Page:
RCMP BC Highway Patrol were out in full force Tuesday morning (Sept. 14) in Williams Lake protecting an on-the-job TELUS worker while educating the motoring public to respect the cone zones.
Officers checked the speed of 50 vehicles on Dog Creek Road while Chad Barnett of TELUS worked high above in a bucket truck. Three violations were issued: two for speed and one for no driver’s license. The 90-minute enforcement was conducted at 634 Dog Creek Road.
“Our main objective is keeping the public safe and that includes workers in coned areas on the roads and highways,” said highway patrol officer Const. Rob Marshall, who was positioned behind the TELUS truck to read the speed of passing motorists. “All too often we find people, motorists distracted or disregarding the safety of these workers so we are out here trying to educate and enforce the work zone areas.”
The enforcement occurred thanks to a partnership with RCMP BC Highway Patrol officers from Williams Lake, Quesnel, and 100 Mile House and TELUS and the Work Zone Safety Alliance to raise awareness about the risks workers face while working on or alongside the road in Williams Lake.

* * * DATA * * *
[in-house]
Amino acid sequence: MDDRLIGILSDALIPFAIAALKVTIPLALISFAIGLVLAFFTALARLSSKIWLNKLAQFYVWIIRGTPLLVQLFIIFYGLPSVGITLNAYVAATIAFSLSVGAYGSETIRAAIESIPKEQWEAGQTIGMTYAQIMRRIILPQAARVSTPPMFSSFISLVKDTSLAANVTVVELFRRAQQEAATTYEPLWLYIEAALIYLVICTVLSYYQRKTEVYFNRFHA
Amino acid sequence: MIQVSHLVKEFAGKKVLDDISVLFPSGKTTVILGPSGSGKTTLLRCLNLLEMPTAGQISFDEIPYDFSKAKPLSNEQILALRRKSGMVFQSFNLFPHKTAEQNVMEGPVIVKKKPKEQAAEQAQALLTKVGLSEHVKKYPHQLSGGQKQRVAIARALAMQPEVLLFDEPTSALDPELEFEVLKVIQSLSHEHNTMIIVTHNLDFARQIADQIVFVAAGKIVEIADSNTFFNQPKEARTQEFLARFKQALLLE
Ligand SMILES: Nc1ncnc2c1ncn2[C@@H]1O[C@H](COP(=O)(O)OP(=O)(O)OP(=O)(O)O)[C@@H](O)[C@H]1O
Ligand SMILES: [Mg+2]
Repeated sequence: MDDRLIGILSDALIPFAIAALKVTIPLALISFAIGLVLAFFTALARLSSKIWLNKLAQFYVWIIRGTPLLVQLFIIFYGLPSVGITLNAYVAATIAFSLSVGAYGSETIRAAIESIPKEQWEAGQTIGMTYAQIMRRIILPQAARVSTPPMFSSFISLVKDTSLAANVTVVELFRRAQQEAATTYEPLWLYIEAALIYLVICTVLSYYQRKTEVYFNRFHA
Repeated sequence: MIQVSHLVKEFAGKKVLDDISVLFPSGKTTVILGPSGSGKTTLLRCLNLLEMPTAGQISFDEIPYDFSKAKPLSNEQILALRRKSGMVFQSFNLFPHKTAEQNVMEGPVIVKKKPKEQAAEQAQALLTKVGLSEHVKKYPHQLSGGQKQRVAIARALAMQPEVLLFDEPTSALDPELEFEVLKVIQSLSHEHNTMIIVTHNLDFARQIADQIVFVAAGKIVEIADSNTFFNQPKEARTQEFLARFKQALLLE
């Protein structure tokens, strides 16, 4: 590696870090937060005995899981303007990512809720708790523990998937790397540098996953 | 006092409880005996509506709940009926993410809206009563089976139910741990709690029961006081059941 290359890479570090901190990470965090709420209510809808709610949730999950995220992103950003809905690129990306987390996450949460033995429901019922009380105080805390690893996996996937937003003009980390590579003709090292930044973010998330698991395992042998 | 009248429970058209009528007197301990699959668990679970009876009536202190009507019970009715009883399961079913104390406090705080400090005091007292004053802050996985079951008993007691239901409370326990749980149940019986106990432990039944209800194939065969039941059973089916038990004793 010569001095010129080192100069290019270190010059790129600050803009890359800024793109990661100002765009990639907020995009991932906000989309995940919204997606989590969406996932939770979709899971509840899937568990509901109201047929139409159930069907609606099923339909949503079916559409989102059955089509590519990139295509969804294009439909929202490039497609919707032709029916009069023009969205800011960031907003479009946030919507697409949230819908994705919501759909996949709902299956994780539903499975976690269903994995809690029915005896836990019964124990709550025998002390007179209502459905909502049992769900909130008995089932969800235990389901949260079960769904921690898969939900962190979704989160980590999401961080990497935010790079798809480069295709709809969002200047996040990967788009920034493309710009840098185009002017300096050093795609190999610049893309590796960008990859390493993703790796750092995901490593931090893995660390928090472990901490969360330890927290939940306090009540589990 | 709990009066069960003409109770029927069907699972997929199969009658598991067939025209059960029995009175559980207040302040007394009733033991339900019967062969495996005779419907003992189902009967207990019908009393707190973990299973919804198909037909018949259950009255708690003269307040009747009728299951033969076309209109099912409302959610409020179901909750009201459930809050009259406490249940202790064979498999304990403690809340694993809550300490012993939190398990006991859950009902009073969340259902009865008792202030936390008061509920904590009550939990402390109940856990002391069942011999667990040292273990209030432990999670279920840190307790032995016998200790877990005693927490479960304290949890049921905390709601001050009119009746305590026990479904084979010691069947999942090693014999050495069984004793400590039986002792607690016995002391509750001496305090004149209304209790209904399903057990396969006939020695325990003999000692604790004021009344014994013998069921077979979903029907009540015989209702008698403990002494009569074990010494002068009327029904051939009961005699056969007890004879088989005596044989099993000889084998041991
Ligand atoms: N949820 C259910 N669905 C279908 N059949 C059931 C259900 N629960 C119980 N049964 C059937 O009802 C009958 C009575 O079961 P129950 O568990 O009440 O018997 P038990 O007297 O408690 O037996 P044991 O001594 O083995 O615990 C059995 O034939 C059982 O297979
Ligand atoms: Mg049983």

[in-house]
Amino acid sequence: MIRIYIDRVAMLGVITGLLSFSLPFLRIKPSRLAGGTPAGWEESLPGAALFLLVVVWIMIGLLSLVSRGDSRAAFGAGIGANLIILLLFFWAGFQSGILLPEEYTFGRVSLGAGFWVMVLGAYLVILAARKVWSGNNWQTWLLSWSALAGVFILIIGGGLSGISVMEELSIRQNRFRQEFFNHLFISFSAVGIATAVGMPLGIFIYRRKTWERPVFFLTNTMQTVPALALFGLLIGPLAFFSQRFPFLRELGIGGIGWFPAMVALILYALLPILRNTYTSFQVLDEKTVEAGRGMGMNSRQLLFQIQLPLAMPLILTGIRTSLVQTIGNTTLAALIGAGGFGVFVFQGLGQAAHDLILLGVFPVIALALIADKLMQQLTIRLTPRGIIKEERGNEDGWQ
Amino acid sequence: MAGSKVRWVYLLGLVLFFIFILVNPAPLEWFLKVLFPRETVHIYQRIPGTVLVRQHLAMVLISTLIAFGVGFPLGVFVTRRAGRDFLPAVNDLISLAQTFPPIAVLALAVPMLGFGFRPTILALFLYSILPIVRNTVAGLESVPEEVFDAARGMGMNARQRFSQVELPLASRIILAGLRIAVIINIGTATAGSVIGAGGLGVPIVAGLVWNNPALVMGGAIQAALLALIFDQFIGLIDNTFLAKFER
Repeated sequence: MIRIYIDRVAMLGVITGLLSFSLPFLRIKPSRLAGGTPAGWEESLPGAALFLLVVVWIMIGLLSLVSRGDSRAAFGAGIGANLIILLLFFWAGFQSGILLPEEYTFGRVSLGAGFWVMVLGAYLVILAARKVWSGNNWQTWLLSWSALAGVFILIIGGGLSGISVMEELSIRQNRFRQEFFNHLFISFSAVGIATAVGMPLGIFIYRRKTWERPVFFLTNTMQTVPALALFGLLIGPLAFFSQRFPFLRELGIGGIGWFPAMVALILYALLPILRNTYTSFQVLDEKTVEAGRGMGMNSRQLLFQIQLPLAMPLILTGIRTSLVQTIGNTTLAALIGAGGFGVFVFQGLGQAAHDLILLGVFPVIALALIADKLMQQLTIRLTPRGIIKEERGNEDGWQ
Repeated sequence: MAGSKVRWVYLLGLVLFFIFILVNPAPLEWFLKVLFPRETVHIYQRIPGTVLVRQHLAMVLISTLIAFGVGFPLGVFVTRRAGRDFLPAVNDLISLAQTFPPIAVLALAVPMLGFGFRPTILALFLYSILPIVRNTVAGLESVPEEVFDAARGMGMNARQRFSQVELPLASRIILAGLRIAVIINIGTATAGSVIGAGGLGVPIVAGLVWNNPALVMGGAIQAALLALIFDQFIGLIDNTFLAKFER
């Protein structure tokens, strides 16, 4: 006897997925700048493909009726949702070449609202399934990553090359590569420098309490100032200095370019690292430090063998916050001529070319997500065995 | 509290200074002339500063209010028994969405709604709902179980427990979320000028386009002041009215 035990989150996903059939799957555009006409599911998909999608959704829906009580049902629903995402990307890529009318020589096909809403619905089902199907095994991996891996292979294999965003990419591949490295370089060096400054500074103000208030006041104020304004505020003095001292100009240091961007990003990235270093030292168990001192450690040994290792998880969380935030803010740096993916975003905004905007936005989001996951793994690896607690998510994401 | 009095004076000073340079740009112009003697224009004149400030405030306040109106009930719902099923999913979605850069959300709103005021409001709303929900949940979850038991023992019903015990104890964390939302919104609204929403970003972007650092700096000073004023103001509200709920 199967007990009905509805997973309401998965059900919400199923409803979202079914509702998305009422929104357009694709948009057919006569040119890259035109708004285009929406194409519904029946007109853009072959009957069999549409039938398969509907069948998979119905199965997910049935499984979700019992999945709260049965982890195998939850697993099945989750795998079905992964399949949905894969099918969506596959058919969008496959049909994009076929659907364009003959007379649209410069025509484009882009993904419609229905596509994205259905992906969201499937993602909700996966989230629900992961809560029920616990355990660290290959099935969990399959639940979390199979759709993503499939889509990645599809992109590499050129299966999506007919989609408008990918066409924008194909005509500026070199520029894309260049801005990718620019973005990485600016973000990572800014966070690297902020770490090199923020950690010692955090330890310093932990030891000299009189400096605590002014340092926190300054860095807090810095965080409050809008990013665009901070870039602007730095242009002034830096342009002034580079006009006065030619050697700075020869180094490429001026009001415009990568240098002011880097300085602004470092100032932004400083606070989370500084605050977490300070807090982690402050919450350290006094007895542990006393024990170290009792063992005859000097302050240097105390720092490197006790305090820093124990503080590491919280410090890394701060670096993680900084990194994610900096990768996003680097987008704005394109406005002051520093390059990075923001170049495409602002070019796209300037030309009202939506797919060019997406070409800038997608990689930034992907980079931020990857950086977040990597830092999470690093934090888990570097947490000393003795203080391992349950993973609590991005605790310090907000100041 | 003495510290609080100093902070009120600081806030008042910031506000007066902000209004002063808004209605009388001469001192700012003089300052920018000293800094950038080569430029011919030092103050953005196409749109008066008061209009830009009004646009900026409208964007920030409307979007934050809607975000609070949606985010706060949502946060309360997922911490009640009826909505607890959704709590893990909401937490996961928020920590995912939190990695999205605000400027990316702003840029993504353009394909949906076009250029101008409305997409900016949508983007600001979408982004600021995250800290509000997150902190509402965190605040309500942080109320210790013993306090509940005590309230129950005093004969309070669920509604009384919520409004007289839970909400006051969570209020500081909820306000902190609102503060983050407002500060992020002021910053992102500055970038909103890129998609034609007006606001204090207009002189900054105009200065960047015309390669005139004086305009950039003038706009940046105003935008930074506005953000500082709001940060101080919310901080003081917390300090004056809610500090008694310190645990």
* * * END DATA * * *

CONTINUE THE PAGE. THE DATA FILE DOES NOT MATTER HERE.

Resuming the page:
The traffic enforcement was part of the B.C. Cone Zone Campaign, now in its 11th year. The campaign reminds employers, workers, and drivers to do their part to prevent deaths and injuries to roadside workers. TELUS workers have been injured in Williams Lake, including a fatality last year.
RCMP will ticket drivers for unsafe behaviours. Tickets can range from $196 for disobeying a flag person to $368 for using an electronic device while driving to $483 for speeding.
Cone zones are work areas set up by roadside workers to protect themselves and the driving public. Road maintenance crews, tow truck operators, first responders, municipal workers, traffic control persons, construction crews, and other roadside workers all depend on drivers to respect the cone zone to keep their workplaces safe.
As traffic in Williams Lake picks up during the re-opening of schools, the B.C. Cone Zone campaign reminds drivers to slow down when driving through a cone zone and pay attention to instructions from traffic control persons, temporary road signs and traffic control devices. Drivers need to stay focused on the road and leave their phone alone.
In addition, under B.C.’s “Slow Down, Move Over” legislation, drivers should be prepared to reduce speed and, if safe to do so, move over to an open lane when approaching a vehicle with flashing amber, red or blue lights (tow, fire, police).